5 Table 4. Adjusted associations of health-care delivery, demographic, and clinical characteristics with hospitalization in 1997 for a cohort of HIV-positive and HIV-negative drug users in New York State. Characteristic Adjusted OR (95% CI) Health care delivery Long-term treatment Drug-free Methadone 1.69 ( ) 1.16 ( ) None 1.91 ( ) 1.58 ( ) Regular source of medical care Yes 0.84 ( ) 0.99 ( ) HIV specialty care No 1.00 Yes 0.82 ( ) NA Demographic Sex Male Female 1.08 ( ) 0.84 ( ) Age in years! ( ) 1.18 ( ) ( ) 1.24 ( ) ( ) 1.22 ( ) Area of residence New York City New York City suburbs 1.00 ( ) 1.01 ( ) Upstate urban 0.91 ( ) 1.06 ( ) Small city 0.72 ( ) 0.94 ( ) Rural 1.15 ( ) 0.96 ( ) Clinical Chronic diseases other than HIV infection None ( ) 1.31 ( ) ( ) 1.50 ( ) ( ) 2.13 ( ) Mental health disorder Yes 1.07 ( ) 1.33 ( ) NOTE. Data also adjusted for the log of inpatient days in NA, not applicable. association of the same magnitude. The other effects observed in the model predicting hospitalization are of similar magnitude to those observed in the ED model. DISCUSSION Repeated ED use and hospitalization indicate poor clinical health status and, potentially, poor access to care. Many drug users receive medical care only when crises arise that require ED or inpatient care [16 20]. In our population-based cohort, we found significant reductions in the adjusted odds of both repeated ED use and inpatient care for both HIV-positive and HIV-negative persons receiving long-term drug treatment. These results expand our prior analyses that found a favorable association between reduced hospitalization and outpatient drug treatment and a usual source of medical care [6]. We found that drug users not receiving long-term drug treatment had consistently higher adjusted odds of ED and hospital care than did drug users receiving medically supervised drug-free treatment. Drug users receiving long-term methadone treatment had similar ED use but significantly higher adjusted odds of hospitalization than did persons in drug-free treatment. Cocaine was the most common type of drug abuse specified for persons receiving drug-free treatment. Use of cocaine use, particularly crack cocaine, is common in New York City [21] and accounts for a large number of ED visits in the United States [22]. Cocaine abuse is increasingly common in Canada [23]; in South America, it is most the common drug of abuse, and its use continues to rise [24, 25]. Injection of cocaine is a risk factor for HIV infection in South America [26], and cocaine abuse increases risky sexual practices [27]. Given the detrimental effects of cocaine on personal health and associated crime in the Americas [28 30], the identification of successful treatment strategies is a critical public health issue. In a US study of 1605 cocaine-dependent patients in residential and outpatient medically supervised drug-free treatment programs, relapse to weekly or more frequent use of cocaine was lowest for patients treated for 90 days [31]. Others report that day treatment is a clinically and economically effective alternative to residential treatment for many cocaine abusers [32, 33]. For cocaine-dependent patients in both long-term residential and outpatient drug-free treatment programs, it has been demonstrated that there are reductions in crime-related costs, compared with costs before entry into a treatment program [34]. In addition to cost savings, excessive demand for ED services by drug users may be addressed by accessible drug treatment [35]. We found that persons not receiving long-term drug treatment were 130% 60% more likely, depending on HIV status, to use the ED repeatedly. Our study focused only on ambulatory treatment for drug users. This form of care may be useful only for patients with less severe dependence. Although we studied drug treatment that lasted for 6 months, other investigators have reported improved outcomes after only 3 months of treatment [31]. The optimal duration of medically supervised drug-free therapy is Drug Treatment and Hospital Use among IDUs CID 2003:37 (Suppl 5) S461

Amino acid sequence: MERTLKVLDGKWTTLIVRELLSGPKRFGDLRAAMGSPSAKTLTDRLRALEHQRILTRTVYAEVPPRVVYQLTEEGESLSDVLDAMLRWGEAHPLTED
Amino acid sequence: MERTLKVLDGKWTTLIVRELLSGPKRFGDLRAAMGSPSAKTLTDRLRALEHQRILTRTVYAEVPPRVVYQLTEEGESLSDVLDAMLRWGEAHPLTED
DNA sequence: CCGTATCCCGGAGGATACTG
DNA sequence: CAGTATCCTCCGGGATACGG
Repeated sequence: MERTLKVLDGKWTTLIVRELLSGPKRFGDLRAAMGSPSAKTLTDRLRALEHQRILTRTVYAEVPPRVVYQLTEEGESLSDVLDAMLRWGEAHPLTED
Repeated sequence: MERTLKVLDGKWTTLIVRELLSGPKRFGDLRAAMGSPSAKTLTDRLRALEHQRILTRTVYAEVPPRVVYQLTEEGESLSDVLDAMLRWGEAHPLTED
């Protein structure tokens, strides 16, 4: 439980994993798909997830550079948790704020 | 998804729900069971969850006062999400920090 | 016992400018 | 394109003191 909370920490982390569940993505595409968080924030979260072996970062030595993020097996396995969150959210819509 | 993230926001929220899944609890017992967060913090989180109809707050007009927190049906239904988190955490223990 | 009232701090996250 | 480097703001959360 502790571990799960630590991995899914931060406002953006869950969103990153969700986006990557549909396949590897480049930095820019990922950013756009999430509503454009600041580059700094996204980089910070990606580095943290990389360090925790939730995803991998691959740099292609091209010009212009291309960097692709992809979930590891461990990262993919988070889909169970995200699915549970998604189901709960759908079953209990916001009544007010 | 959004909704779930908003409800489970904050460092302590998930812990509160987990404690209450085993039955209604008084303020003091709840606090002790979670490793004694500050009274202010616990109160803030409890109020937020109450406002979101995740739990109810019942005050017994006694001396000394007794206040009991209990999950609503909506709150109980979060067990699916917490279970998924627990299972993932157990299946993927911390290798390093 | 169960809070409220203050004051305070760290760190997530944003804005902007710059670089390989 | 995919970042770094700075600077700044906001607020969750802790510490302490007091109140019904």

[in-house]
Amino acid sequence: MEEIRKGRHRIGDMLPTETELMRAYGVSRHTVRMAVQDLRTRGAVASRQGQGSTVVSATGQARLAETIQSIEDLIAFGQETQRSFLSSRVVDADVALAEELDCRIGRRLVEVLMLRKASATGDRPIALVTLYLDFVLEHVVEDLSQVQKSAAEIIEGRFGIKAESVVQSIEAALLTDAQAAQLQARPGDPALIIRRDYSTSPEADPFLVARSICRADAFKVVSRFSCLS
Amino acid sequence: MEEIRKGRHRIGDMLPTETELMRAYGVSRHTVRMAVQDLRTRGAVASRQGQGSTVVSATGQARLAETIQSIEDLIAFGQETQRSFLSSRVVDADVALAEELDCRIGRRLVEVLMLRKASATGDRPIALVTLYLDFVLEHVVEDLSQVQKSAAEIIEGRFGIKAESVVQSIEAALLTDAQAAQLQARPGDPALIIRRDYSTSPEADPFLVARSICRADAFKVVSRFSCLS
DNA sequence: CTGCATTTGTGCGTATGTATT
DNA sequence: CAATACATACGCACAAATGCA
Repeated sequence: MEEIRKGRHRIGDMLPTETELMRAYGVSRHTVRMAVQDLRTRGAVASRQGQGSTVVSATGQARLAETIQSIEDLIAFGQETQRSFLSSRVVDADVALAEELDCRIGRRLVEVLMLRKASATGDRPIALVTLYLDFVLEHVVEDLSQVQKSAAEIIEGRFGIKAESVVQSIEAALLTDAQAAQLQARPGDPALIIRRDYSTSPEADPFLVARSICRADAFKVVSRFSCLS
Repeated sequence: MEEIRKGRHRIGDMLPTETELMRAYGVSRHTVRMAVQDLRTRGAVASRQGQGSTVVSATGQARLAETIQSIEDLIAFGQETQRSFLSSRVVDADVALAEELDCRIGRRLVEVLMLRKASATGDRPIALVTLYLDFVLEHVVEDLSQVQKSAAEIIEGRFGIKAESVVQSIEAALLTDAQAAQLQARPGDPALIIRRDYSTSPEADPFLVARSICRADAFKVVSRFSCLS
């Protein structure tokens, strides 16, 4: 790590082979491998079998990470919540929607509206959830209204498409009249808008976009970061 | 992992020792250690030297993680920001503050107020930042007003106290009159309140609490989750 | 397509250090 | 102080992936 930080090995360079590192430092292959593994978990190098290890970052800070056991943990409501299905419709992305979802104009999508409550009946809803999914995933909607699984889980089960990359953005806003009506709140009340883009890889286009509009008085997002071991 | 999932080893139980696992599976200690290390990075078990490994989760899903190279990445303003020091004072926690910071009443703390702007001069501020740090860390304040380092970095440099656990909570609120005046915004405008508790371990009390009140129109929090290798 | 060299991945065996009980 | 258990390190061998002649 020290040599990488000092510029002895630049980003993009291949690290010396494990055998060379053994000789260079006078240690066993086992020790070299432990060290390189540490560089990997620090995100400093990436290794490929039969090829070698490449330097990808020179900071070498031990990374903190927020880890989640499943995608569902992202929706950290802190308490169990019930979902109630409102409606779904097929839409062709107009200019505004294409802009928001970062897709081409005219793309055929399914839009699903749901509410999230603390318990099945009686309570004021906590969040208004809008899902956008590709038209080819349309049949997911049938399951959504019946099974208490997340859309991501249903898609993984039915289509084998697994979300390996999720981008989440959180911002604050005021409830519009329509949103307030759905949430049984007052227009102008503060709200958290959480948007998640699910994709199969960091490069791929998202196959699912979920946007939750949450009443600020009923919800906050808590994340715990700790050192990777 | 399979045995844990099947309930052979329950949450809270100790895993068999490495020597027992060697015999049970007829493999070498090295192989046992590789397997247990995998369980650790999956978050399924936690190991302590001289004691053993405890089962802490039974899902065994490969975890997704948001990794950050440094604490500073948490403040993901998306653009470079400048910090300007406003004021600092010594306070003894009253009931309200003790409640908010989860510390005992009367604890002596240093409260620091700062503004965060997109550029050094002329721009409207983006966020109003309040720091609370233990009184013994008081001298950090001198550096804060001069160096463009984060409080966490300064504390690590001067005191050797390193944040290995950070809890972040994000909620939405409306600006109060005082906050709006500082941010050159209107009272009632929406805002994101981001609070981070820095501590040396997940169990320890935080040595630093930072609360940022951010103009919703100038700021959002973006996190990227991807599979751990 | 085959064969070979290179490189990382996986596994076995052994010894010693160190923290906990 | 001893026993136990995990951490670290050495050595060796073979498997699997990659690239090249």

6 not known, but current thinking on drug abuse treatment is leaning toward longer-term therapy [1]. HIV-positive drug users showed the most marked benefits of long-term drug treatment on our 2 outcomes. HIV-positive drug users rely heavily on inpatient care because of drug abuse related complications, HIV-related complications, and other non HIV-specific diseases. Others have argued that treatment programs are an integral part of any strategy to decrease hospital use among HIV-positive injection drug users [36]. In the HIV-positive group, having an HIV specialty provider was associated with a reduced rate of hospitalization. Perhaps this effect may reflect an improved clinical status of HIV-positive patients who receive care from persons with more HIV expertise, as has been reported by our group previously [37]. Limitations of our study include the fact that we did not have primary data on the types of drugs used by study patients. Second, long-term, medically supervised drug-free treatment was a relatively uncommon form of drug treatment in this cohort. Third, we did not study reasons for emergency department and hospital episodes. Hospitalization for detoxification may represent a positive health outcome. Finally, our data allow us only to speculate on the mechanisms by which long-term drug treatment decreases ED and hospital care. Given the paucity of data about addiction programs other than methadone maintenance programs, these data provide important evidence that medically supervised drug-free treatment is an effective option for the treatment of addiction to nonopiate drugs. Future studies should examine the mechanisms by which drug-free treatment achieves its benefits, the types of drug users who are better candidates for drug-free programs, the optimal duration of therapy, and the benefits of drug-free treatment on a wider range of health care outcomes. References 1. 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Association of regular outpatient medical and drug abuse care with hospitalization of persons who use illicit drugs. JAMA 2001; 285: Keyes M, Andrews R, Mason ML. A methodology for building an AIDS research file using Medicaid claims and administrative data bases. J Acquir Immune Defic Syndr 1991; 4: Fanning TR, Turner BJ, Cosler LE, et al. Quality of Medicaid data for HIV/AIDS: examination of a statewide database. AIDS Public Policy J 1995; 10: Turner BJ, McKee L, Silverman NS, Hauck WW, Fanning T, Markson LE. Prenatal care and birth outcomes of a cohort of HIV-infected women. J Acquir Immune Defic Syndr Hum Retrovirol 1996; 12: Markson LE, Houchens R, Fanning TR, Turner BJ. Repeated emergency department use by persons with advanced HIV infection: effect of clinic accessibility and expertise in HIV care. J Acquir Immune Defic Syndr Hum Retrovirol 1998; 17: Ball JC, Ross A. The effectiveness of methadone maintenance treatment. New York: Springer-Verlag, Rawson RA, Shoptaw SJ, Obert JL, et al. An intensive outpatient approach for cocaine abuse treatment. J Subst Abuse Treat 1995; 12: Turner BJ, McKee L, Fanning T, Markson LE. AIDS specialist versus generalist ambulatory care for advanced HIV infection and impact on hospital use. Med Care 1994; 32: Designated care programs for patients with AIDS and HIV-related illnesses in designated care centers. N Y State J Med 1989; 89: Memorandum [Health Facilities Series H-23, D&TC-17, HMO-16]. Albany, NY: State of New York, Department of Health, 1993: Stein MD. Injected-drug use: complications and costs in the care of hospitalized HIV-infected patients. J Acquir Immune Defic Syndr 1994; 7: Kopstein A. Drug abuse related emergency room episodes in the United States. Br J Addict 1992; 87: Makower RM, Pennycook AG, Moulton C. Intravenous drug abusers attending an inner city accident and emergency department. Arch Emerg Med 1992; 9: Fleishman JA, Hsia DC, Hellinger FJ. 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7 for cocaine dependence: an experimental comparison. J Ment Health Adm 1996; 23: Alterman AI, O Brien CP, McLellan AT, et al. Effectiveness and costs of inpatient versus day hospital cocaine rehabilitation. J Nerv Ment Dis 1994; 182: Flynn PM, Kristiansen PL, Porto JV, Hubbard RL. Costs and benefits of treatment for cocaine addiction in DATOS. Drug Alcohol Depend 1999; 57: McGeary KA, French MT. Illicit drug use and ER utilization. Health Serv Res 2000; 35: Palepu A, Tyndall MW, Leon H, et al. Hospital utilization and costs in a cohort of injection drug users. CMAJ 2001; 165: Laine C, Markson LE, McKee LJ, Hauck WW, Fanning TR, Turner BJ. The relationship of clinic experience with advanced HIV and survival of women with AIDS. AIDS 1998; 12: Drug Treatment and Hospital Use among IDUs CID 2003:37 (Suppl 5) S463